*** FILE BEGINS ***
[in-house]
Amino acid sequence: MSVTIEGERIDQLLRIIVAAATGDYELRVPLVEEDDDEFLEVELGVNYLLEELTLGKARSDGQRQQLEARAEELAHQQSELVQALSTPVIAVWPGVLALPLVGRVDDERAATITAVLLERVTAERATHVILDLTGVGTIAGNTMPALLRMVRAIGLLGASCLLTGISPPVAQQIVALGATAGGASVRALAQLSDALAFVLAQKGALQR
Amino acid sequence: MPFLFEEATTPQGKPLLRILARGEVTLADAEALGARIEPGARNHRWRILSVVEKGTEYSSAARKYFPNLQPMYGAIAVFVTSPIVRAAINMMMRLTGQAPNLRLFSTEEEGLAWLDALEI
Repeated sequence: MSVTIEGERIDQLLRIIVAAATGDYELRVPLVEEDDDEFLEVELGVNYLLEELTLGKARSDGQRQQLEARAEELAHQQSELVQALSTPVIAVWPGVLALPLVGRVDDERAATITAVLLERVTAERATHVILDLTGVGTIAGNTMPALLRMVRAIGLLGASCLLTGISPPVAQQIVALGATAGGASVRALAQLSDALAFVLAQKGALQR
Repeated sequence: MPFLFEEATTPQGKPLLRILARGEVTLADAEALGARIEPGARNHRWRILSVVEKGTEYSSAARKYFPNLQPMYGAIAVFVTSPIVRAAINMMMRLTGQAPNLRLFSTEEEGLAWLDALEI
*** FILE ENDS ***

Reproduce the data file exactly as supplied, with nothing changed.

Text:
[in-house]
Amino acid sequence: MSVTIEGERIDQLLRIIVAAATGDYELRVPLVEEDDDEFLEVELGVNYLLEELTLGKARSDGQRQQLEARAEELAHQQSELVQALSTPVIAVWPGVLALPLVGRVDDERAATITAVLLERVTAERATHVILDLTGVGTIAGNTMPALLRMVRAIGLLGASCLLTGISPPVAQQIVALGATAGGASVRALAQLSDALAFVLAQKGALQR
Amino acid sequence: MPFLFEEATTPQGKPLLRILARGEVTLADAEALGARIEPGARNHRWRILSVVEKGTEYSSAARKYFPNLQPMYGAIAVFVTSPIVRAAINMMMRLTGQAPNLRLFSTEEEGLAWLDALEI
Repeated sequence: MSVTIEGERIDQLLRIIVAAATGDYELRVPLVEEDDDEFLEVELGVNYLLEELTLGKARSDGQRQQLEARAEELAHQQSELVQALSTPVIAVWPGVLALPLVGRVDDERAATITAVLLERVTAERATHVILDLTGVGTIAGNTMPALLRMVRAIGLLGASCLLTGISPPVAQQIVALGATAGGASVRALAQLSDALAFVLAQKGALQR
Repeated sequence: MPFLFEEATTPQGKPLLRILARGEVTLADAEALGARIEPGARNHRWRILSVVEKGTEYSSAARKYFPNLQPMYGAIAVFVTSPIVRAAINMMMRLTGQAPNLRLFSTEEEGLAWLDALEI